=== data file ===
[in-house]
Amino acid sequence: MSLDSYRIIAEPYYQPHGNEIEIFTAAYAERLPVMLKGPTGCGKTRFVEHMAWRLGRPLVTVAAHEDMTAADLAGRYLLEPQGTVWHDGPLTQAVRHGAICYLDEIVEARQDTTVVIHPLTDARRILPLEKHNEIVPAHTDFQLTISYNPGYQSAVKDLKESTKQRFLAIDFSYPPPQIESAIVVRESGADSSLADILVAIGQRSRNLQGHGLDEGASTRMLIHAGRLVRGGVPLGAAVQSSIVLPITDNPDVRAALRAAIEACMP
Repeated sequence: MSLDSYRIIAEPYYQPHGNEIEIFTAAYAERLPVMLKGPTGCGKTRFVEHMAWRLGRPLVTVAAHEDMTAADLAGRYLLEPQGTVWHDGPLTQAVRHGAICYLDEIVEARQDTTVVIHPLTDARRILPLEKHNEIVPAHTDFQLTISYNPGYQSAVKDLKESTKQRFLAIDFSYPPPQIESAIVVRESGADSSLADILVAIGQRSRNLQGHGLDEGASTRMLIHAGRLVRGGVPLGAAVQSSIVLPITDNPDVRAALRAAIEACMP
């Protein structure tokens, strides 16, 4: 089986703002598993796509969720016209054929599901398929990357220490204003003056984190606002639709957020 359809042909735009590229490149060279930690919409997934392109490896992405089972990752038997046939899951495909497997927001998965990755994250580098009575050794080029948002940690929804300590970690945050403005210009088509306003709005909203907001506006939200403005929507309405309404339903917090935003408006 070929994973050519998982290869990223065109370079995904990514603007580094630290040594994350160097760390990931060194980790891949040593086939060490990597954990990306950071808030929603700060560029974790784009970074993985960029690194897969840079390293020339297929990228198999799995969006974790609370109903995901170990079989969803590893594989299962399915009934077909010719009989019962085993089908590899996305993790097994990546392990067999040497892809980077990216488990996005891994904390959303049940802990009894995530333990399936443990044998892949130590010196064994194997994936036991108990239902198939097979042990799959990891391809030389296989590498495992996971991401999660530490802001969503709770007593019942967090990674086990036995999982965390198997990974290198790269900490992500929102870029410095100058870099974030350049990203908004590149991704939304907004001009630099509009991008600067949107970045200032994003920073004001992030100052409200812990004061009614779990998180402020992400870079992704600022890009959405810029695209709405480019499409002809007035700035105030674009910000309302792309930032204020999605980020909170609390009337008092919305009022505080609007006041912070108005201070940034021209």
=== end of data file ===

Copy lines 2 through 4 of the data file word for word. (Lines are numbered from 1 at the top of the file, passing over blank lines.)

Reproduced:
Amino acid sequence: MSLDSYRIIAEPYYQPHGNEIEIFTAAYAERLPVMLKGPTGCGKTRFVEHMAWRLGRPLVTVAAHEDMTAADLAGRYLLEPQGTVWHDGPLTQAVRHGAICYLDEIVEARQDTTVVIHPLTDARRILPLEKHNEIVPAHTDFQLTISYNPGYQSAVKDLKESTKQRFLAIDFSYPPPQIESAIVVRESGADSSLADILVAIGQRSRNLQGHGLDEGASTRMLIHAGRLVRGGVPLGAAVQSSIVLPITDNPDVRAALRAAIEACMP
Repeated sequence: MSLDSYRIIAEPYYQPHGNEIEIFTAAYAERLPVMLKGPTGCGKTRFVEHMAWRLGRPLVTVAAHEDMTAADLAGRYLLEPQGTVWHDGPLTQAVRHGAICYLDEIVEARQDTTVVIHPLTDARRILPLEKHNEIVPAHTDFQLTISYNPGYQSAVKDLKESTKQRFLAIDFSYPPPQIESAIVVRESGADSSLADILVAIGQRSRNLQGHGLDEGASTRMLIHAGRLVRGGVPLGAAVQSSIVLPITDNPDVRAALRAAIEACMP
């Protein structure tokens, strides 16, 4: 089986703002598993796509969720016209054929599901398929990357220490204003003056984190606002639709957020 359809042909735009590229490149060279930690919409997934392109490896992405089972990752038997046939899951495909497997927001998965990755994250580098009575050794080029948002940690929804300590970690945050403005210009088509306003709005909203907001506006939200403005929507309405309404339903917090935003408006 070929994973050519998982290869990223065109370079995904990514603007580094630290040594994350160097760390990931060194980790891949040593086939060490990597954990990306950071808030929603700060560029974790784009970074993985960029690194897969840079390293020339297929990228198999799995969006974790609370109903995901170990079989969803590893594989299962399915009934077909010719009989019962085993089908590899996305993790097994990546392990067999040497892809980077990216488990996005891994904390959303049940802990009894995530333990399936443990044998892949130590010196064994194997994936036991108990239902198939097979042990799959990891391809030389296989590498495992996971991401999660530490802001969503709770007593019942967090990674086990036995999982965390198997990974290198790269900490992500929102870029410095100058870099974030350049990203908004590149991704939304907004001009630099509009991008600067949107970045200032994003920073004001992030100052409200812990004061009614779990998180402020992400870079992704600022890009959405810029695209709405480019499409002809007035700035105030674009910000309302792309930032204020999605980020909170609390009337008092919305009022505080609007006041912070108005201070940034021209």